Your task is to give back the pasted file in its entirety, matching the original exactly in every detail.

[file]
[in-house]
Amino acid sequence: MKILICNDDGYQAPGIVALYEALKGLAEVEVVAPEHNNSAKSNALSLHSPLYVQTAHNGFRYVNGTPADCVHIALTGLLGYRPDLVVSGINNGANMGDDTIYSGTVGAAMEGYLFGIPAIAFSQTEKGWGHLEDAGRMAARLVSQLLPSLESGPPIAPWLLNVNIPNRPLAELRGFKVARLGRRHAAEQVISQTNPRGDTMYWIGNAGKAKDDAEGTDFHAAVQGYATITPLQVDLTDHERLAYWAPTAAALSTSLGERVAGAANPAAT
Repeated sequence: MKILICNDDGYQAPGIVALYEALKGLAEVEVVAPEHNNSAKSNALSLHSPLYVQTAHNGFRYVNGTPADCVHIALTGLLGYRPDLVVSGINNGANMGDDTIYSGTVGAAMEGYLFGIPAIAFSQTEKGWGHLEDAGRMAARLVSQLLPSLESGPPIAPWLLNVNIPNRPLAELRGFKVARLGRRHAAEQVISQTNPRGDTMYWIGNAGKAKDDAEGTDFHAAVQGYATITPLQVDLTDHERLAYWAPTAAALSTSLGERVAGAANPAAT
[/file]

[in-house]
Amino acid sequence: MKILICNDDGYQAPGIVALYEALKGLAEVEVVAPEHNNSAKSNALSLHSPLYVQTAHNGFRYVNGTPADCVHIALTGLLGYRPDLVVSGINNGANMGDDTIYSGTVGAAMEGYLFGIPAIAFSQTEKGWGHLEDAGRMAARLVSQLLPSLESGPPIAPWLLNVNIPNRPLAELRGFKVARLGRRHAAEQVISQTNPRGDTMYWIGNAGKAKDDAEGTDFHAAVQGYATITPLQVDLTDHERLAYWAPTAAALSTSLGERVAGAANPAAT
Repeated sequence: MKILICNDDGYQAPGIVALYEALKGLAEVEVVAPEHNNSAKSNALSLHSPLYVQTAHNGFRYVNGTPADCVHIALTGLLGYRPDLVVSGINNGANMGDDTIYSGTVGAAMEGYLFGIPAIAFSQTEKGWGHLEDAGRMAARLVSQLLPSLESGPPIAPWLLNVNIPNRPLAELRGFKVARLGRRHAAEQVISQTNPRGDTMYWIGNAGKAKDDAEGTDFHAAVQGYATITPLQVDLTDHERLAYWAPTAAALSTSLGERVAGAANPAAT